The Church Forward:  Justice

Amos 5: 18-24

The Reverend Phillip Blackburn

February 5, 2017

In 1841, 35 delegates to the Union Baptist Association meeting in Texas accepted the suggestion of the Rev. William Milton Tyron and District Judge R.E.B. Baylor to establish a Baptist University in Texas.  This university, which many of you will know as Baylor, has become one of the preeminent Christian universities in the nation.  This year, Baylor has over 16,000 students and prides itself on its successful marriage of scholarship and faith.  This is how the University describes its convictions:


Baylor holds firm to the conviction that the world needs a preeminent research university that is unambiguously Christian, where such a commitment requires scholarship and creative endeavors at the highest levels of quality to complement and inform its teaching and service.

Baylor University Values and Vision

As a Christian university, Baylor is committed to the highest pursuits of scholarship and offers a distinctive voice to global conversations about crucial issues – such as social responsibility, health care, economic growth, human rights, poverty, diversity, and sustainability – in a way that few others can.

Amidst a sea of secular and parochial institutions of higher education, Baylor stands unique in its pursuits of scholastic excellence while holding firm to its Christian heritage, believing that both intellectual and spiritual pursuits are not only partners in the quest for truth, but essential to the growth and development of the whole person.

That’s a very impressive and strong statement.  Now, I am not sure if you know this, but Baylor also has a football team.  I wouldn’t be surprised if you didn’t know since for decades they were terrible.  But over the last few years, under the leadership of head coach Art Briles, Baylor’s football team began to match the excellence of the university.  In his final 5 seasons as head coach, the Bears were a staggering 50-15, a record which would have been unimaginable just a few years earlier.  So, why is Art Briles, head football coach extraordinaire and author of the book, “Beating Goliath:  My Story of Football and Faith,” currently unemployed?  Well, that brings us to our point this morning.  Baylor football, under Briles, became a cesspool.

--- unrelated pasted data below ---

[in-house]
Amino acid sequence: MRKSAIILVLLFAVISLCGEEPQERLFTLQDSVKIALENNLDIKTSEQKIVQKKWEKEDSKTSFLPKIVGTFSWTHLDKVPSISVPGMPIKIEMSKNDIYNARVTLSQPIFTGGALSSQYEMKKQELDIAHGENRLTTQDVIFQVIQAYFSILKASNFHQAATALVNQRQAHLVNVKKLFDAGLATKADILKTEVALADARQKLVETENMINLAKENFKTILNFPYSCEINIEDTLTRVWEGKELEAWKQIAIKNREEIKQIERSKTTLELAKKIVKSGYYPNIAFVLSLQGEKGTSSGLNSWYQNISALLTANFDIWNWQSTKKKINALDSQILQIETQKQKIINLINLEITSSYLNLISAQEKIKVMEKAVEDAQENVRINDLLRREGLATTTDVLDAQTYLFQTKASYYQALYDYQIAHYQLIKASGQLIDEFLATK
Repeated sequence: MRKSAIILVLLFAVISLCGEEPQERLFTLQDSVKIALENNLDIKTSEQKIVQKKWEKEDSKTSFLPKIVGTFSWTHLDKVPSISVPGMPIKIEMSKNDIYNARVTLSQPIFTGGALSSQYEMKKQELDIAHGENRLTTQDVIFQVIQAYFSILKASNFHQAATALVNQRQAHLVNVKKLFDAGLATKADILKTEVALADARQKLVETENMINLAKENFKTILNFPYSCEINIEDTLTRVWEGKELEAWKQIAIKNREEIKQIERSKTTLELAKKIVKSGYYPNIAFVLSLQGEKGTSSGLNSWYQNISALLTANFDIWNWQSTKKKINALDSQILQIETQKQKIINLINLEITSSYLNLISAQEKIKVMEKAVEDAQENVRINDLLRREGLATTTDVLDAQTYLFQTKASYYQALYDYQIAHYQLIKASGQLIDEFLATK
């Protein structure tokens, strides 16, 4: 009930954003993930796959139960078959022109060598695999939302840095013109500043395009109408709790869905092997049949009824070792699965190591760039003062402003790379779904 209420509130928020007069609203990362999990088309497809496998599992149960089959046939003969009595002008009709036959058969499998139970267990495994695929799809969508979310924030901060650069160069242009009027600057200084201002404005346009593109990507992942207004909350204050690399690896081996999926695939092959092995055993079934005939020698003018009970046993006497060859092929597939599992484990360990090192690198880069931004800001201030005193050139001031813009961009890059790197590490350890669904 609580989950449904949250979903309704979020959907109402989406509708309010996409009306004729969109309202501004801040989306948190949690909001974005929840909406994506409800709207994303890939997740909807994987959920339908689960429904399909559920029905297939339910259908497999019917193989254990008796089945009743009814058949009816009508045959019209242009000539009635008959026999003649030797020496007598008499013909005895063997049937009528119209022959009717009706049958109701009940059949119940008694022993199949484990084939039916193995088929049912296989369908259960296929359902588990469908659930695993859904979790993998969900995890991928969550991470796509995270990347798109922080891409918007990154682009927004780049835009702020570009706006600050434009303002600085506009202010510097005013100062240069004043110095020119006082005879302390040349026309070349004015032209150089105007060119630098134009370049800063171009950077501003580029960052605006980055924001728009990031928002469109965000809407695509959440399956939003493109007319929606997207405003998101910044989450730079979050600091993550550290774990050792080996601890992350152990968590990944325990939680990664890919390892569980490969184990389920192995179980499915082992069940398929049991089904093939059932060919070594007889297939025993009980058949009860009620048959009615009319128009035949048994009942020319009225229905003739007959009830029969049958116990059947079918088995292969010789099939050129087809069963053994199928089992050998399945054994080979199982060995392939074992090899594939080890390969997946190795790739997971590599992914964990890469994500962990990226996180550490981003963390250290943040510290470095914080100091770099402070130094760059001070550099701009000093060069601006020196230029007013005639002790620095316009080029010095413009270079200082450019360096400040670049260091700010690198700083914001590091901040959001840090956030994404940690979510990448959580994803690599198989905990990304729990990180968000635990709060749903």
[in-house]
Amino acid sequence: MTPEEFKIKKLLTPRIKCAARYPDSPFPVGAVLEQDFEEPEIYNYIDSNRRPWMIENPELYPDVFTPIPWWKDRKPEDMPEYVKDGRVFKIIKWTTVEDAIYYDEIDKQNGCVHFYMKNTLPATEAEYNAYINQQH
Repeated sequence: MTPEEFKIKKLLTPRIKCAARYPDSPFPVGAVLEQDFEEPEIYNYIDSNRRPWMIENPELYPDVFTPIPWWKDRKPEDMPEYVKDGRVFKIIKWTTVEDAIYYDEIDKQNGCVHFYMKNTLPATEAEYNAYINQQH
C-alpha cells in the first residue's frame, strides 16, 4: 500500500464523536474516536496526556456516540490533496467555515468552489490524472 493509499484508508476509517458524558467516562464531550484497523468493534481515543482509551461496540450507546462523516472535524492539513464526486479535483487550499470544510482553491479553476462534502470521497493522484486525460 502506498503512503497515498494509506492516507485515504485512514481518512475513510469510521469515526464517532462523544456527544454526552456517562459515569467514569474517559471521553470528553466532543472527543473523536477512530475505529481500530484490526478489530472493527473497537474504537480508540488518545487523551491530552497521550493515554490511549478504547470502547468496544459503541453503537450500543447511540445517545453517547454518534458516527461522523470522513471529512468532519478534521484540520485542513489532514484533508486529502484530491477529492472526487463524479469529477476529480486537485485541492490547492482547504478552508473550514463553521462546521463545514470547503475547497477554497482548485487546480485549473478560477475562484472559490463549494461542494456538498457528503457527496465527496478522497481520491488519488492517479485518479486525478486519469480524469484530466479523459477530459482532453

Briles, the University’s Athletic Director, and it’s President, were all fired after an independent study showed they had conspired to conceal numerous criminal acts by the football team.  And by criminal acts, I don’t mean jaywalking or unpaid parking tickets.  Guns, drugs, and assaults against women became, apparently, commonplace under Briles’ regime.  And finally, this past week, we were able to see the degree to which Briles and his coaching staff covered up these issues.  Texts from Briles to the Athletic Director, who is now the AD at the very Christian Liberty University, reveal that the men sought to bypass institutional regulations and local law enforcement in matters ranging from underage drinking, to threatening a woman with a gun, to an alleged assault on a female athlete by 5 players.  The latter being one of the more egregious cases of victim blaming I have seen with Briles texting, “those are some bad dudes.  Why was she around those guys?”  Never mind that they were all active and eligible football players at the time.

So, in sum, here you have an institution which was established to be a beacon of Christian values in academia, to be a place where students from around the world could gather and openly celebrate their faith, but where so long as the football team was winning, those cherished Christian values came to nothing.  And people wonder why we have so many prophets in Scripture.